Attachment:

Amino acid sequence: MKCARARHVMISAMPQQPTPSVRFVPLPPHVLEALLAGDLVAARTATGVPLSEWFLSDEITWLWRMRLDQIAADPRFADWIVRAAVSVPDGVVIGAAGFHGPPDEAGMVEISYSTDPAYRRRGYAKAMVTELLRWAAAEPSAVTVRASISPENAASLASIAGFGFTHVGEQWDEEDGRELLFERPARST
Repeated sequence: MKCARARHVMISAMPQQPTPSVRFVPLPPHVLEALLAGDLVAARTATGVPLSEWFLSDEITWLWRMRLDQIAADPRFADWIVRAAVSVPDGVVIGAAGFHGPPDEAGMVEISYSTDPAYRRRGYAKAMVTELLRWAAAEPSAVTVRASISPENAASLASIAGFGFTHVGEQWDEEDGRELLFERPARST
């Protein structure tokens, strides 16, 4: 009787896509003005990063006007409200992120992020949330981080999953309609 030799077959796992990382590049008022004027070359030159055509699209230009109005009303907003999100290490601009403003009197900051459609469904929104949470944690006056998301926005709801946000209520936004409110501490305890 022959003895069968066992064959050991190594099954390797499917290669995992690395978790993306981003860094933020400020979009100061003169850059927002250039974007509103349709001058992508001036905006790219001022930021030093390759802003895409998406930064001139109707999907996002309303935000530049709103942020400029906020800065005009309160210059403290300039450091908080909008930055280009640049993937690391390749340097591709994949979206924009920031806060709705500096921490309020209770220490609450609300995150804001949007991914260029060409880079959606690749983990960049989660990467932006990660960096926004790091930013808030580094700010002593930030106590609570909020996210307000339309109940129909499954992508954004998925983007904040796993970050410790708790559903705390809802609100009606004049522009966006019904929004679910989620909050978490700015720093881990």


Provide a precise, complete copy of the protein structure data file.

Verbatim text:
Amino acid sequence: MKCARARHVMISAMPQQPTPSVRFVPLPPHVLEALLAGDLVAARTATGVPLSEWFLSDEITWLWRMRLDQIAADPRFADWIVRAAVSVPDGVVIGAAGFHGPPDEAGMVEISYSTDPAYRRRGYAKAMVTELLRWAAAEPSAVTVRASISPENAASLASIAGFGFTHVGEQWDEEDGRELLFERPARST
Repeated sequence: MKCARARHVMISAMPQQPTPSVRFVPLPPHVLEALLAGDLVAARTATGVPLSEWFLSDEITWLWRMRLDQIAADPRFADWIVRAAVSVPDGVVIGAAGFHGPPDEAGMVEISYSTDPAYRRRGYAKAMVTELLRWAAAEPSAVTVRASISPENAASLASIAGFGFTHVGEQWDEEDGRELLFERPARST
């Protein structure tokens, strides 16, 4: 009787896509003005990063006007409200992120992020949330981080999953309609 030799077959796992990382590049008022004027070359030159055509699209230009109005009303907003999100290490601009403003009197900051459609469904929104949470944690006056998301926005709801946000209520936004409110501490305890 022959003895069968066992064959050991190594099954390797499917290669995992690395978790993306981003860094933020400020979009100061003169850059927002250039974007509103349709001058992508001036905006790219001022930021030093390759802003895409998406930064001139109707999907996002309303935000530049709103942020400029906020800065005009309160210059403290300039450091908080909008930055280009640049993937690391390749340097591709994949979206924009920031806060709705500096921490309020209770220490609450609300995150804001949007991914260029060409880079959606690749983990960049989660990467932006990660960096926004790091930013808030580094700010002593930030106590609570909020996210307000339309109940129909499954992508954004998925983007904040796993970050410790708790559903705390809802609100009606004049522009966006019904929004679910989620909050978490700015720093881990």